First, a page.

As you may know Assembly Bill 284 took affect on 10/1/2011 and requires that lenders have proof of ownership prior to filing a Notice of Default on delinquent mortgages in Nevada. This legislation intended to put an end to the nasty “robo-signing” issue. Well it certainly has done that and then some. We’re nearly three months into this and NOD’s have virtually come to a halt. Is this what our legislators intended? I hope not….
First of all, is this legislation a direct challenge to MERS? (the Mortgage Electronic Registration System). An explanation of that system follows below and has been copied directly from their web-site:
MERS is an innovative process that simplifies the way mortgage ownership and servicing rights are originated, sold and tracked. Created by the real estate finance industry, MERS eliminates the need to prepare and record assignments when trading residential and commercial mortgage loans.
Simply put, MERS allows banks and investors to exchange mortgages without the typical title and escrow work we’re all familiar with when we buy, sell or refinance our homes. While your home may have stayed with you all these years, your mortgage has likely changed hands many times. This system has served the banks well for many years. However, at this point bankers are clearly lacking in confidence when it comes to risking a felony offense.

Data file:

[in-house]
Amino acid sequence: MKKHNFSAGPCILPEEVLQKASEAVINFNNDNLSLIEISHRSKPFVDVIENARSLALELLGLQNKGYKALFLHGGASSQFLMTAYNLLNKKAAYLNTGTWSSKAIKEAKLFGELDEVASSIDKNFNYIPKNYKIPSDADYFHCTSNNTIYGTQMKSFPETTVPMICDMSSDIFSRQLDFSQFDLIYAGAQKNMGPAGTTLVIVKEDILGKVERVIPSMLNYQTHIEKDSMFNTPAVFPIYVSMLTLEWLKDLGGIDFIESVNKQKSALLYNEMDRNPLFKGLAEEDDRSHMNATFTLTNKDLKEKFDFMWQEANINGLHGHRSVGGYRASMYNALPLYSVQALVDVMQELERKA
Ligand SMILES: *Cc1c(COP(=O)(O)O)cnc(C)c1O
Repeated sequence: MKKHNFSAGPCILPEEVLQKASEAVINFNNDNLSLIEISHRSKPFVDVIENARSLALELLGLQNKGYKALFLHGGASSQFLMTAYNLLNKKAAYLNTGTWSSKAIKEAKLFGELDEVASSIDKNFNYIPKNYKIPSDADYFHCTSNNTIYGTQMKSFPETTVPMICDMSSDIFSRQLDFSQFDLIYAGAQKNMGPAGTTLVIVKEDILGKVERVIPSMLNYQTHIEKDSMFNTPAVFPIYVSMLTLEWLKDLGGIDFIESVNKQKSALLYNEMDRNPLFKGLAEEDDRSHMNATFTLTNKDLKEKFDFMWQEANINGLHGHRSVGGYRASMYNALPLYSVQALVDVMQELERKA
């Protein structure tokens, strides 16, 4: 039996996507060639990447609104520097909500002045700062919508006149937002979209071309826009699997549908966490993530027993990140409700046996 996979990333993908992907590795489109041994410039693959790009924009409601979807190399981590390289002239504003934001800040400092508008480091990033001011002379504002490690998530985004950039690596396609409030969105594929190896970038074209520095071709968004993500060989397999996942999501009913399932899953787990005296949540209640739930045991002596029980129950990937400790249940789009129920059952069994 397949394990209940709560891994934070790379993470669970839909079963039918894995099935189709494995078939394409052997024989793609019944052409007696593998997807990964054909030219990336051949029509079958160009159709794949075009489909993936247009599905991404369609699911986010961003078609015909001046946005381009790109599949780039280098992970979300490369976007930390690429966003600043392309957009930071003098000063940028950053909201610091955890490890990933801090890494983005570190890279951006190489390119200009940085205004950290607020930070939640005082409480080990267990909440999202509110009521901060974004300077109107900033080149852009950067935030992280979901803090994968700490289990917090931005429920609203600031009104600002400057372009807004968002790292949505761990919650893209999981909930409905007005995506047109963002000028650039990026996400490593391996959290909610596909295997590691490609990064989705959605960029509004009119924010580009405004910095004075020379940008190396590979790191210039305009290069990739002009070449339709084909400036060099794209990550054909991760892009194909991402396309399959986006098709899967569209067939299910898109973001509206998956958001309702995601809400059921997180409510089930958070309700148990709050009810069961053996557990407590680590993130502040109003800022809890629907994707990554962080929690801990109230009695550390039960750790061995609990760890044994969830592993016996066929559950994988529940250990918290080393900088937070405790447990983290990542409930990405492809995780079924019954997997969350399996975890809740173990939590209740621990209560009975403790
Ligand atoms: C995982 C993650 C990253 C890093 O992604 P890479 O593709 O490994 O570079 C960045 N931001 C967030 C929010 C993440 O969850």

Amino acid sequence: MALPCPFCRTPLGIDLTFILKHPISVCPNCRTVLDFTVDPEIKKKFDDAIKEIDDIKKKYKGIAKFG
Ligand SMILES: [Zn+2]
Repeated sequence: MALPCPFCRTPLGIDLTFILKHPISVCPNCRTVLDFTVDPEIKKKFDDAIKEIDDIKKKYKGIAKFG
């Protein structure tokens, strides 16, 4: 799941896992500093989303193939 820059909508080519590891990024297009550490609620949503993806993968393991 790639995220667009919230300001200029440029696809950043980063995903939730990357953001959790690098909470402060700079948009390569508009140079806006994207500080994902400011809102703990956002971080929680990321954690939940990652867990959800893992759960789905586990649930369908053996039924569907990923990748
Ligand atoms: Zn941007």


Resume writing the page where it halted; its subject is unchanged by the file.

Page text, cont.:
Secondly, this will no doubt have an affect on housing inventory in Nevada. At some point in the near future the inventory of available bank owned homes will drop dramatically. Short sale home sellers may delay their plans. Why rush to sell short if the lender isn’t going to rush to foreclose? I’m very concerned that this will create a false sense of demand in the market. Prices may rise due to scarcity but there’s no doubt reality will roar into the market someday soon.
Last but not least, why would any bank want to lend in Nevada? Let’s think about this… High unemployment, declining home values, state mandated foreclosure mediation and now this. Seriously, I’m no big fan of the banks but common sense would seem to dictate that Nevada is not a great place for banks to do mortgage business. Home financing is already tough in our market. No doubt this will only make things tougher in the long run.
Let’s hope our legislators do a little more homework before they pas the next round of laws intended to protect us all.